Rosellinia De Not., G. bot. ital.1 (1): 334(1844)

Rosellinia (Xylariaceae) species are characterized mainly as saprobes, some endophytes and occasionally as pathogens. They have a worldwide distribution and common in both temperate and tropical regions (Petrini 1993, 2013; Hoopen and Krauss 2006). Plant pathogenic Roselleina species play a vital role in economically important crops, trees, and ornamental plants. Rosellinia desmazieresii and R. necatrix are mostly known from temperate regions, while R. bunodes is known only from the tropics causing root rot on fruit trees and vines (Agrios 2005; Hoopen and Krauss 2006). Among the root diseases cause by Rosellinia species, R. bunodes is responsible for black root rot, R. necatrix for white root rot and R. pepo for stellate root rot (Castro et al. 2013). Species of this genus can survive as microsclerotia in wood, roots, and soil and the infection spreads through feeder roots when they contact hyphae or microsclerotia (Ploetz et al. 2003).

Rosellinia was introduced to accommodate species that are characterized by uniascomatal and carbonaceous stromata that develop within a subiculum. There have been different contradictions placements of Rosellinia. Miller (1928) placed it in the family Xylariaceae and this was confirmed in morphology and phylogeny-based studies later (Hsieh et al. 2010; Daranagama et al. 2015). Daranagama et al. (2018) and Wendt et al. (2018) revealed that Rosellinia is closely related to Entoleuca and Nemania.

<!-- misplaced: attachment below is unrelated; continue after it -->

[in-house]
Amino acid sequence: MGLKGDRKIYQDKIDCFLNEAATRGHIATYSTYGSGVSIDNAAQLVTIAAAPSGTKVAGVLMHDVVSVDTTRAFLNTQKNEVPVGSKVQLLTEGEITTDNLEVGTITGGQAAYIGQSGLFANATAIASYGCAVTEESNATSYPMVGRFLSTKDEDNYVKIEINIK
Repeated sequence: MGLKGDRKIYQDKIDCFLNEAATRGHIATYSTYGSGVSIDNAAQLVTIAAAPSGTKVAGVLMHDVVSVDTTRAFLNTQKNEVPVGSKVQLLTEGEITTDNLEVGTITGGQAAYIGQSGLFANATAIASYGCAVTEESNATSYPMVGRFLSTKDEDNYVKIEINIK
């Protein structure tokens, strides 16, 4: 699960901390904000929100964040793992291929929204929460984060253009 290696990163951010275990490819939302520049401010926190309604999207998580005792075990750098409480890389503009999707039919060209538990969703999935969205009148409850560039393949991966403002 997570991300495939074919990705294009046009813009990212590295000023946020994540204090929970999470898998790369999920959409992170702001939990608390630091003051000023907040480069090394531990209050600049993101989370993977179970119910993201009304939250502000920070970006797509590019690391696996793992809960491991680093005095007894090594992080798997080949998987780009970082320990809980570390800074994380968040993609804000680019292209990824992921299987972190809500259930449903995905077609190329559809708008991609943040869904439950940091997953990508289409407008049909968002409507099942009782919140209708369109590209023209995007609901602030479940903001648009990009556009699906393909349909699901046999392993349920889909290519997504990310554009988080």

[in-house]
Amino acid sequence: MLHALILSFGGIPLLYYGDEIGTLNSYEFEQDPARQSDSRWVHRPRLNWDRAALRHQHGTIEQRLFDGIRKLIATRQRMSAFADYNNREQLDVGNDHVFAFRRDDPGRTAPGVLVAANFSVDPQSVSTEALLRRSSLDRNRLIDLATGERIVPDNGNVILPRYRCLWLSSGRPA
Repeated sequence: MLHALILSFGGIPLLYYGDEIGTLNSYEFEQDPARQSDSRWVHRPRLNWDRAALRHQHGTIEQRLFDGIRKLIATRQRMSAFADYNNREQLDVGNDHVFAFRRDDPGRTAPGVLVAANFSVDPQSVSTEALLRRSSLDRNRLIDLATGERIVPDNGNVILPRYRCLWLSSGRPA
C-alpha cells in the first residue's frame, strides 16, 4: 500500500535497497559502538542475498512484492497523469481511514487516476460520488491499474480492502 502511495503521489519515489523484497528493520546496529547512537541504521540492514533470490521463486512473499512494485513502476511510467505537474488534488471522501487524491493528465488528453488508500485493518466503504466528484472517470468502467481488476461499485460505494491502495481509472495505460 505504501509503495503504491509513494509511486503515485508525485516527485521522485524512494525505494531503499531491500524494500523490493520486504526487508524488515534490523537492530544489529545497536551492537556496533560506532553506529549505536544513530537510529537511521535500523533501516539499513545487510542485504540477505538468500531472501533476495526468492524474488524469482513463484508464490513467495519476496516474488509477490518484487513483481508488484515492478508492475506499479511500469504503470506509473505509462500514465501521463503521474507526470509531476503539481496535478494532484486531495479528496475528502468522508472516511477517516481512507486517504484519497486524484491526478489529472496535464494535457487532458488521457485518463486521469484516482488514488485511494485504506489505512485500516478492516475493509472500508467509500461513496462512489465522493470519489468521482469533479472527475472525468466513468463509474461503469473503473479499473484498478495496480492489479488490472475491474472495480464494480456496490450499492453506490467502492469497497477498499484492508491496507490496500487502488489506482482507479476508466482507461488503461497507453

Classification Sordariomycetes, Xylariomycetidae, Xylariales, Xylariaceae

Type speciesRosellinia aquila (Fr.) Ces. & De Not., G. bot. ital.1 (1): 334(1844)

Distribution – Worldwide

Disease symptoms – Root rots

        Black root rot is characterized by the occurrence in patches that extend in a circular pattern. Rosellinia bundones the main causal agent of black root rot typically show black branching strands that are firmly attached to the roots and may form condensed irregular knots and chlorotic leaves may shed gradually (Sivanesan and Holiday 1972; Oliverira et al. 2008).

The symptoms of white root rot caused by R. necatrix in the upper parts of the plants (such as yellow foliage, shriveled fruits, no new growth) cannot be recognized in the early stages of root infection. Cottony, white mycelia cover feeder roots of a tree and decay sets in. Mycelia grow into the soil and upward in the tree forming small, pale patches under or in the bark of major roots, root crown and lower trunk which eventually decay. A purple canker in wood at the root crown of young trees can also be caused by the fungus. Diseased trees will defoliate and premature death may occur (Pérez-Jiménez 2006; Pasini et al. 2016).

Hosts – This genus has a wide range of hosts including Adoxaceae, Annonaceae, Apiaceae, Asteraceae, Betulaceae, Celastraceae, Convolvulaceae, Euphorbiaceae, Fabaceae, Fagaceae, Grossulariaceae, Juglandaceae, Lauraceae, Moraceae, Myrtaceae, Oleaceae, Pinaceae, Poaceae, Rosaceae, Rutaceae, Salicaceae, Sapindaceae, Scrophulariaceae, Tamaricaceae, Verbenaceae, Vitaceae and Zingiberaceae.


Morphological based identification and diversity